From Library Journal
Called the "forgotten war" by pundits and others who were not there, the Korean War (June 1950-July 1953) was the West's first armed clash against post-World War II communism. The United States and its allies in the United Nations fought the North Koreans and the mainland Chinese to a "limited war" stalemate, which even today has not been concluded by the signing of a peace treaty. Korea has come to be known as the "hot spot" of the Cold War. Edited by a historian with the U.S Army, this Korean War encyclopedia is the collective journeyman effort of 63 contributors writing about 142 subjects, from Aircraft to X Corps. The subject essays are concise and well written. Expected topics include people; places; battles; logistics; naval, air, and ground forces; weapons; and strategy. Most interesting is the coverage of little-known subjects like brainwashing, decision-making, airborne operations, and the peculiar armistice negotiations. This volume is a solid effort for libraries, students, and the general reader.?William D. Bushnell, USMC (ret.), Brunswick, Me.
Copyright 1996 Reed Business Information, Inc.
Military historian Sandler and a corps of 62 experts, mostly from U.S. academic and military institutions, have compiled an encyclopedia of more than 140 signed, objective articles, each of which concludes with a brief bibliography. The volume opens with a chronology extending from about 2,000 B.C. to April 1954, a considerably longer time span than the actual dates of conflict (June 25, 1950^-July 27, 1953), followed by 13 maps of varying legibility. Thirty-five black-and-white photographs appear together before the letter M. Articles in the main body of the work--with numerous cross-references--vary in length from one to several pages. Topics include origins of the conflict; ground, air, and naval operations; the prisoner of war issue; napalm; psychological warfare; the Truman-MacArthur confrontation; helicopter evacuation of the wounded; press and radio coverage of the war; and armistice negotiations. More than 40 of the articles are biographical, concentrating on civilian and military leaders (e.g., Dean Acheson, Eisenhower, Matthew Ridgway, Syngman Rhee, Kim Il Sung, Chou En Lai).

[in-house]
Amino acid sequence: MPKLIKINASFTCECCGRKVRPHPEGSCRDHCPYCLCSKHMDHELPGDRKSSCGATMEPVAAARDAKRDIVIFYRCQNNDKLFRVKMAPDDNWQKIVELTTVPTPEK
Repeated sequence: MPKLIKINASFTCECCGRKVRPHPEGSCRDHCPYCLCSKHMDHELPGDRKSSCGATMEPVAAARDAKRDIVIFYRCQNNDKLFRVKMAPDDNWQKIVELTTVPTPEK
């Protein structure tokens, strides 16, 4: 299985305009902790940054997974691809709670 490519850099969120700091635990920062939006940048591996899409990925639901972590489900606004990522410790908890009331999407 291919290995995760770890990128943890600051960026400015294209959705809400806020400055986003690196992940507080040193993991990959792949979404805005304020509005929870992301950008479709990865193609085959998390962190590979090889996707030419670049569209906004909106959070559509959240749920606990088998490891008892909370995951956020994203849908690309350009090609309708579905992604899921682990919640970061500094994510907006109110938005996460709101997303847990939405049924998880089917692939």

Statistical information is included within the text and/or tables of the appropriate articles. The extensive English-language bibliography is topically arranged (e.g., U.S. military forces, UN forces, communist military forces). In many instances monographic material is in one list followed by another of periodical articles on the same subject. This bibliography--and those appended to articles--include many items from the 1980s and 1990s. The detailed subject index, with numerous cross-references, is useful for bringing together information scattered among a number of entries. For example, the main entry Aircraft is followed by 79 subentries for specific planes.
Reference librarians, historians, and others have used Summers' Korean War Almanac [RBB Ap 1 90] and Matray's Historical Dictionary of the Korean War [RBB N 15 91] to advantage. The Almanac's coverage of military technology and the quality of its illustrations and maps were considered more useful than those in the Historical Dictionary. The latter, however, was more scholarly and more objective in its treatment. Sandler's The Korean War, with its neutral treatment and up-to-date bibliographies, will complement both Summers and Matray. Recommended for public and academic libraries.
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